The telephone was introduced by Alexander Graham Bell at a world's fair, the 1876 Centennial Exposition in Philadelphia, Pennsylvania. The first commercial telephone followed shortly thereafter in 1877. Resembling a wood box camera, these camera or box phones, as they were variously called, lacked separate receivers and transmitters.

In fact, Bell’s failure to develop a powerful enough transmitter for his telephone allowed others to gain a toehold in this burgeoning market, which is why many late-19th-century wood telephones bear multiple patent numbers and names, including Emile Berliner, who would go on to invent the gramophone in 1887, and Thomas Edison, who was hired by Bell competitor Western Union.

Wood wall-mounted “coffin” telephones were the first phones put into wide circulation. Typically tall and bulky, they needed several compartments to hold the batteries and magneto (a hand cranked generator to signal an operator who actually placed the call). The earliest and most valuable wood phones were made by Charles Williams, Jr. of Boston. Williams had been an early telegraph manufacturer, and also made hardware for Edison and Bell. Coffin phones from the late 1870s produced by Williams for Bell were frequently made of mahogany and sometimes featured Blake transmitters and Roosevelt automatic switch hooks.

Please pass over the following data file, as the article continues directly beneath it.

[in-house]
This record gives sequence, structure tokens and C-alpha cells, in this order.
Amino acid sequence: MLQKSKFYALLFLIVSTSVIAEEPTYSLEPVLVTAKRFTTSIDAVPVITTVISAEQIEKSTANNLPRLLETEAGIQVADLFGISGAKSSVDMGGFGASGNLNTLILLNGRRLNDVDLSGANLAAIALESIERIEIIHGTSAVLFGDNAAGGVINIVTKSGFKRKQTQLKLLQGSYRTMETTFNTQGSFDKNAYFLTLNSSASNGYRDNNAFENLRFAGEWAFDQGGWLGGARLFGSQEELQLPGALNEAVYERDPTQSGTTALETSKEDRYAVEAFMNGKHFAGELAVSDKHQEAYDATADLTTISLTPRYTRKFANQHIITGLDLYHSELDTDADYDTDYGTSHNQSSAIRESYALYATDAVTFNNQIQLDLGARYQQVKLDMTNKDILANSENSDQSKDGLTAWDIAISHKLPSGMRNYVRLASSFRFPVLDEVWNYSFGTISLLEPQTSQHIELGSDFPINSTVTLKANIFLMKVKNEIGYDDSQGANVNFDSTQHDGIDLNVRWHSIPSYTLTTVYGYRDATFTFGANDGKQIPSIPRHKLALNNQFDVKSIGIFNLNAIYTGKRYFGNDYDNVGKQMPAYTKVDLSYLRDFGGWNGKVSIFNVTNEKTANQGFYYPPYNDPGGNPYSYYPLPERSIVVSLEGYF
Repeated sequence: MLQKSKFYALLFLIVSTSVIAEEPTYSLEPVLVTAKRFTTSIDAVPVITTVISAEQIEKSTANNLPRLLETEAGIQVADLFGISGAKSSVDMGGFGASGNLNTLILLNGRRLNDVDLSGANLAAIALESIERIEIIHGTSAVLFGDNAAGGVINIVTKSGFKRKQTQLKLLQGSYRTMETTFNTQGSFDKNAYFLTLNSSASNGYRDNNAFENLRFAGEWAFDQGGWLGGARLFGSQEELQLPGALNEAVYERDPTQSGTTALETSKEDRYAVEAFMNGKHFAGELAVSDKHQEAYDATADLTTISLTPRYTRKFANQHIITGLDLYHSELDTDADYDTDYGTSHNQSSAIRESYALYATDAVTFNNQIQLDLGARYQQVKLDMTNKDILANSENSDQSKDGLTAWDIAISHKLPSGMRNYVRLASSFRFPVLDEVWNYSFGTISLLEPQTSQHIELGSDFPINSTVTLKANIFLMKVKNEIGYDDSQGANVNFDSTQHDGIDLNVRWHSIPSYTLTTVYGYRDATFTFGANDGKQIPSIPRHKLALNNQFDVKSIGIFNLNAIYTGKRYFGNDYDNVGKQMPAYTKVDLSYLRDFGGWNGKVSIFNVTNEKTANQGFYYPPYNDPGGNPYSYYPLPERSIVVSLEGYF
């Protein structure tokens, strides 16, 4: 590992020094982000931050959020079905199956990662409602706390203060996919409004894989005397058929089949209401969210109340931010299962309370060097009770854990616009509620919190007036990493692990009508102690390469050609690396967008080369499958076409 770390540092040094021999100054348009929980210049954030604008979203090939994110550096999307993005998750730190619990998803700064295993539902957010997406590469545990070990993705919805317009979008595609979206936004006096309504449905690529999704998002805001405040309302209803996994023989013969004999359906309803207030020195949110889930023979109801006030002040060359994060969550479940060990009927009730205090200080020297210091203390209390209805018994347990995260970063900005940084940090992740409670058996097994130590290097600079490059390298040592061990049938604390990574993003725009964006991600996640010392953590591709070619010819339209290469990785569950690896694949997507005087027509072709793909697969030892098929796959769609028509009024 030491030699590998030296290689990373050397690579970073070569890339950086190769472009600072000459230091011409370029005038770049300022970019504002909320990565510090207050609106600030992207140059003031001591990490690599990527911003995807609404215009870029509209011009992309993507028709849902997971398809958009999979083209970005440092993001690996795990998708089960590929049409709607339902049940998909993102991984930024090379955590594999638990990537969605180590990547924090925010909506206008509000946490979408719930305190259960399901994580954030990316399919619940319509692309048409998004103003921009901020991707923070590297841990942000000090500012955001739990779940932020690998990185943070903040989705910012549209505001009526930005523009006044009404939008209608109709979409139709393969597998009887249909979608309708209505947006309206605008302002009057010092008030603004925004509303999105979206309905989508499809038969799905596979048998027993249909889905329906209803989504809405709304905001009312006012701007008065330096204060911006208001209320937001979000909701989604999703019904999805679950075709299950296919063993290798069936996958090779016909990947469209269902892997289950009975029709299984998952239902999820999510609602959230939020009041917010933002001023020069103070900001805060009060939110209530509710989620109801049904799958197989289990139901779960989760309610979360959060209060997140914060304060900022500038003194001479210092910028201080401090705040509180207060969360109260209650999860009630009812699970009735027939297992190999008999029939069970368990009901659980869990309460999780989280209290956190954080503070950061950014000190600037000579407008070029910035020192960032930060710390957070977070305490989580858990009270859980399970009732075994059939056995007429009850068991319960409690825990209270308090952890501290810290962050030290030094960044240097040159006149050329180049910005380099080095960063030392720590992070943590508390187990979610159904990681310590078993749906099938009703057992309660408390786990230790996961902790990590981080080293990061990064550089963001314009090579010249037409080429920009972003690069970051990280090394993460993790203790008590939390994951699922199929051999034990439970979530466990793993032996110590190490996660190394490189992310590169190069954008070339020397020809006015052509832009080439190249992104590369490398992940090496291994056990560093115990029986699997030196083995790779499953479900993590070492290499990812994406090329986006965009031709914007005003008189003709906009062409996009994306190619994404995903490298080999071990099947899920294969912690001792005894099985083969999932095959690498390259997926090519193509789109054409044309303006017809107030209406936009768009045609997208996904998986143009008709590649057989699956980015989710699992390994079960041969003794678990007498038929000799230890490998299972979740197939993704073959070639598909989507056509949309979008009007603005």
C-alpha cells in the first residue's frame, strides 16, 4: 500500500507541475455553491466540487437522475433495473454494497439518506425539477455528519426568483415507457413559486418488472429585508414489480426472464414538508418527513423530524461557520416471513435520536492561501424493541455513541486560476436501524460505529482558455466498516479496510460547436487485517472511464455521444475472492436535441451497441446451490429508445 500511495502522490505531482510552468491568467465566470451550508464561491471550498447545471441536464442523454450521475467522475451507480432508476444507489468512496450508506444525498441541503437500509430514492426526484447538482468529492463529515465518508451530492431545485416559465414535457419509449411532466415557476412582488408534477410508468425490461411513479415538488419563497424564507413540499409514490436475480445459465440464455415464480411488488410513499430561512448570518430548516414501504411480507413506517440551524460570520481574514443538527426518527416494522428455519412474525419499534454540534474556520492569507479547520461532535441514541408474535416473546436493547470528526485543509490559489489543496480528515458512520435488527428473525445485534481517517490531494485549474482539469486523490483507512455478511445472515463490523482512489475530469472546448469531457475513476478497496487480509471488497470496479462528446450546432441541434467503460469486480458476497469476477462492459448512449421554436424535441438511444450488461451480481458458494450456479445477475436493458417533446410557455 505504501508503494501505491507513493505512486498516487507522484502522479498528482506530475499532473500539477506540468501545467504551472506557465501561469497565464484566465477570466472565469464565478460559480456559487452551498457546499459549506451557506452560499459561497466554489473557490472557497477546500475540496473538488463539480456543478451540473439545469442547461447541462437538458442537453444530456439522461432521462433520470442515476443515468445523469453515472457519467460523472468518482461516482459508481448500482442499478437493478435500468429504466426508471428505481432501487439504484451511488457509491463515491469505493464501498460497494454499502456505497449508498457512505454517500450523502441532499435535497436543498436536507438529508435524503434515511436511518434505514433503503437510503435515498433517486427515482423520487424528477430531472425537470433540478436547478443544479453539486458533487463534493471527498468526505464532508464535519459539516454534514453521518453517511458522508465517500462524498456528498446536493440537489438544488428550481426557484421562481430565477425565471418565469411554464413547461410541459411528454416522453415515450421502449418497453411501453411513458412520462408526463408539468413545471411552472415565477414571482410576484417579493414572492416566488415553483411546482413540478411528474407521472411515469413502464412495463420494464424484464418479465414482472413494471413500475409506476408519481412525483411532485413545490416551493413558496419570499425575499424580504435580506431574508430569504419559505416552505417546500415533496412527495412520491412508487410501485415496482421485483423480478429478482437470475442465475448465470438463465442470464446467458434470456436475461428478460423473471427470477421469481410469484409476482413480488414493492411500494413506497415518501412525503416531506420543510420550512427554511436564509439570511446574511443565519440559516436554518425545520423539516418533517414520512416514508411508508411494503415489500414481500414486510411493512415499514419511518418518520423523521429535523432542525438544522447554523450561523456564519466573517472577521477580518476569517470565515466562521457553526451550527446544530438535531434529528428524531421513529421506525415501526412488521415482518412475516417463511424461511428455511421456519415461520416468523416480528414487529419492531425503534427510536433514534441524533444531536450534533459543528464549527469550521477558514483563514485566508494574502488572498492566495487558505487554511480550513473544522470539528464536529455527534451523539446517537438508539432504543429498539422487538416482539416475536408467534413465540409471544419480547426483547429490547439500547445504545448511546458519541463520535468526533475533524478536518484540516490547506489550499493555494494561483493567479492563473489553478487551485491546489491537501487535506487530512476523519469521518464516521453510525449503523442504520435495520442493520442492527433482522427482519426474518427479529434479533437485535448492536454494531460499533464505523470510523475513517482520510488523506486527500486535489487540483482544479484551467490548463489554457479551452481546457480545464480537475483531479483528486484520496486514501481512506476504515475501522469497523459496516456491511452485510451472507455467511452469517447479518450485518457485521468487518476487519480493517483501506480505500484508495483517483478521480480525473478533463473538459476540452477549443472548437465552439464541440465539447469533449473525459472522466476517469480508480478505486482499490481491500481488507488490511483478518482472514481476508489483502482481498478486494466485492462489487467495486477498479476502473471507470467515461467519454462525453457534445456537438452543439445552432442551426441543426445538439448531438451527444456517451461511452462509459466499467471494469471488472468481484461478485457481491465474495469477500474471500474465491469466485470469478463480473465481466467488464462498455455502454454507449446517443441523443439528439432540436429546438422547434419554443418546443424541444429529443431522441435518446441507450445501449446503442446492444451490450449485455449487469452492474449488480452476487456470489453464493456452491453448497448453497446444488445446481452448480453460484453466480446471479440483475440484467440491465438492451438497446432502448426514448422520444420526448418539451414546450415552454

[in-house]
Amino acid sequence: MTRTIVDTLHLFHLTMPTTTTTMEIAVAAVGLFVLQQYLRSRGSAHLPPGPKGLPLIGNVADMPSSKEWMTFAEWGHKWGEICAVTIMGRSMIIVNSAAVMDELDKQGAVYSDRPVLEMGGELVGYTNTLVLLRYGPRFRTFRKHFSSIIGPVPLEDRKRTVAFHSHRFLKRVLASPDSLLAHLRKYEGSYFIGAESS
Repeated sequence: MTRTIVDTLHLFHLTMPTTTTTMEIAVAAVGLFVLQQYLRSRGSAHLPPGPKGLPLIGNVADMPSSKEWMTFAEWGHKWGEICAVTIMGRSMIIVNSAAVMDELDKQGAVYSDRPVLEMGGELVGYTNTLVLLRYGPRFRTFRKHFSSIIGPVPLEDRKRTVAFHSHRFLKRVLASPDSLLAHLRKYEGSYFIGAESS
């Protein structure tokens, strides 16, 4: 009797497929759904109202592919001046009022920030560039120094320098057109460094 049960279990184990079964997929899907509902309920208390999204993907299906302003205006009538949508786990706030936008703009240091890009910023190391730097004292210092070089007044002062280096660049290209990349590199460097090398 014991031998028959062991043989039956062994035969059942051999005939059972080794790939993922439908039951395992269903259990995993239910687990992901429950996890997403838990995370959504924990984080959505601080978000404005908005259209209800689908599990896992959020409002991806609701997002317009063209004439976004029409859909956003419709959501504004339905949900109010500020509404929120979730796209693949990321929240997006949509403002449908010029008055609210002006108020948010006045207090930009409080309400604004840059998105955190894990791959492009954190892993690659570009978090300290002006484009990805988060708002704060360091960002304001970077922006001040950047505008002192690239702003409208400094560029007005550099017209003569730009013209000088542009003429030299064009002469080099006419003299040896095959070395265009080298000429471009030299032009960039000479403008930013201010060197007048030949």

Another type of wood wall phone was the three-box telephone, which featured a receiver and bells on the top box, a transmitter in the middle box, and a battery box at the bottom, with a flat or inclined horizontal surface for jotting down notes. One of Bell’s former suppliers, Western Electric, made wood wall phones. Later, in 1882, Bell took over the company and turned it into its manufacturing division.

By the end of the 1880s, handsome hardwoods such as walnut and cherry were used to manufacture the housings for wood phones, but in the 1890s, phones were being mass-produced of oak. New shapes such as the fiddleback were also gaining popularity as a more stylish alternative to the boxy coffin. But as technology improved, wall phones were pushed aside by newer, more compact candlestick telephones, although wood phones continued to be manufactured until World War II.

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